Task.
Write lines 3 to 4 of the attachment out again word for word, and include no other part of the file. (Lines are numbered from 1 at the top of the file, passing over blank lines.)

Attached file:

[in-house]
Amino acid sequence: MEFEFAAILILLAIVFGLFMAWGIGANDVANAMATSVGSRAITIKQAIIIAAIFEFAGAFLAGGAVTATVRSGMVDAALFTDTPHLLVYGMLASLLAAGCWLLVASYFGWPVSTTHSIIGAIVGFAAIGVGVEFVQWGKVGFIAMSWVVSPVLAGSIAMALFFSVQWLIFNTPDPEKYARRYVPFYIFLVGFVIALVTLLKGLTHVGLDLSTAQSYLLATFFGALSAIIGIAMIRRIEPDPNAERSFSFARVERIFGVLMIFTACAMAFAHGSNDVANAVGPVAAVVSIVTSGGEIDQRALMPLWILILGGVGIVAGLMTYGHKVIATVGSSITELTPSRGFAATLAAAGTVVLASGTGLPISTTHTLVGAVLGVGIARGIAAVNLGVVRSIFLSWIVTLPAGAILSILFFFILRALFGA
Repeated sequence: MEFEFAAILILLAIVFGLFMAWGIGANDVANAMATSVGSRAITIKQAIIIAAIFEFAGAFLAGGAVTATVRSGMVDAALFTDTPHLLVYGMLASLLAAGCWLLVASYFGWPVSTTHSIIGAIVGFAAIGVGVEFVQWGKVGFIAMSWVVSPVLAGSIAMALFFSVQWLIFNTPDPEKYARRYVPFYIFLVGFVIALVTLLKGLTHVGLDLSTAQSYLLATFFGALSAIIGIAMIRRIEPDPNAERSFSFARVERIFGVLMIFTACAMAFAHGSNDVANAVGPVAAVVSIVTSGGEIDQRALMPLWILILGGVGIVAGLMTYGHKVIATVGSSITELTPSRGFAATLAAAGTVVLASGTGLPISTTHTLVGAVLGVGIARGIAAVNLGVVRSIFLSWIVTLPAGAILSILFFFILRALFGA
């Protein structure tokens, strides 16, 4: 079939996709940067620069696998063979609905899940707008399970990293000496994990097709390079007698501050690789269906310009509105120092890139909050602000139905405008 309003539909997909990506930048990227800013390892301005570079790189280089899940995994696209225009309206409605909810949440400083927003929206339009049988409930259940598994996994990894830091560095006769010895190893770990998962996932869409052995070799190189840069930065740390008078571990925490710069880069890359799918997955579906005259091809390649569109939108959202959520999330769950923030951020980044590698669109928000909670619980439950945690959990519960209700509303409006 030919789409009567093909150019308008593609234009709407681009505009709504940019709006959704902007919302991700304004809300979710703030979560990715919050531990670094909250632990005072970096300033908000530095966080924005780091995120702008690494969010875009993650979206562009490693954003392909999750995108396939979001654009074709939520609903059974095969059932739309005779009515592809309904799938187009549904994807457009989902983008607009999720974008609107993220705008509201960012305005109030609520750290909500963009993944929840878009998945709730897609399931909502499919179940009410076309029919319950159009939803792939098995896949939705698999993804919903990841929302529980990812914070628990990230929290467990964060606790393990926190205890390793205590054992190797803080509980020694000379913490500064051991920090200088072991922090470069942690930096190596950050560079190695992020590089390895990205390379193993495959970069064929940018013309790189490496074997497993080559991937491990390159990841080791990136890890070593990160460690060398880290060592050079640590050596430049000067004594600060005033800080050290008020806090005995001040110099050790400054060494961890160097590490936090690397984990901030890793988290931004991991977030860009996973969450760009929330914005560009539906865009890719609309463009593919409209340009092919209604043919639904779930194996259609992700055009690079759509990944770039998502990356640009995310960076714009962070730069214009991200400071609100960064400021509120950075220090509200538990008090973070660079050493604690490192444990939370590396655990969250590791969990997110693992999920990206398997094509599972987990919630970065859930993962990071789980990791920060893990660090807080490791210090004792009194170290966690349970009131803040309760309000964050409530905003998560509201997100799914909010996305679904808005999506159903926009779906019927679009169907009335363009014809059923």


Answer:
Repeated sequence: MEFEFAAILILLAIVFGLFMAWGIGANDVANAMATSVGSRAITIKQAIIIAAIFEFAGAFLAGGAVTATVRSGMVDAALFTDTPHLLVYGMLASLLAAGCWLLVASYFGWPVSTTHSIIGAIVGFAAIGVGVEFVQWGKVGFIAMSWVVSPVLAGSIAMALFFSVQWLIFNTPDPEKYARRYVPFYIFLVGFVIALVTLLKGLTHVGLDLSTAQSYLLATFFGALSAIIGIAMIRRIEPDPNAERSFSFARVERIFGVLMIFTACAMAFAHGSNDVANAVGPVAAVVSIVTSGGEIDQRALMPLWILILGGVGIVAGLMTYGHKVIATVGSSITELTPSRGFAATLAAAGTVVLASGTGLPISTTHTLVGAVLGVGIARGIAAVNLGVVRSIFLSWIVTLPAGAILSILFFFILRALFGA
């Protein structure tokens, strides 16, 4: 079939996709940067620069696998063979609905899940707008399970990293000496994990097709390079007698501050690789269906310009509105120092890139909050602000139905405008 309003539909997909990506930048990227800013390892301005570079790189280089899940995994696209225009309206409605909810949440400083927003929206339009049988409930259940598994996994990894830091560095006769010895190893770990998962996932869409052995070799190189840069930065740390008078571990925490710069880069890359799918997955579906005259091809390649569109939108959202959520999330769950923030951020980044590698669109928000909670619980439950945690959990519960209700509303409006 030919789409009567093909150019308008593609234009709407681009505009709504940019709006959704902007919302991700304004809300979710703030979560990715919050531990670094909250632990005072970096300033908000530095966080924005780091995120702008690494969010875009993650979206562009490693954003392909999750995108396939979001654009074709939520609903059974095969059932739309005779009515592809309904799938187009549904994807457009989902983008607009999720974008609107993220705008509201960012305005109030609520750290909500963009993944929840878009998945709730897609399931909502499919179940009410076309029919319950159009939803792939098995896949939705698999993804919903990841929302529980990812914070628990990230929290467990964060606790393990926190205890390793205590054992190797803080509980020694000379913490500064051991920090200088072991922090470069942690930096190596950050560079190695992020590089390895990205390379193993495959970069064929940018013309790189490496074997497993080559991937491990390159990841080791990136890890070593990160460690060398880290060592050079640590050596430049000067004594600060005033800080050290008020806090005995001040110099050790400054060494961890160097590490936090690397984990901030890793988290931004991991977030860009996973969450760009929330914005560009539906865009890719609309463009593919409209340009092919209604043919639904779930194996259609992700055009690079759509990944770039998502990356640009995310960076714009962070730069214009991200400071609100960064400021509120950075220090509200538990008090973070660079050493604690490192444990939370590396655990969250590791969990997110693992999920990206398997094509599972987990919630970065859930993962990071789980990791920060893990660090807080490791210090004792009194170290966690349970009131803040309760309000964050409530905003998560509201997100799914909010996305679904808005999506159903926009779906019927679009169907009335363009014809059923």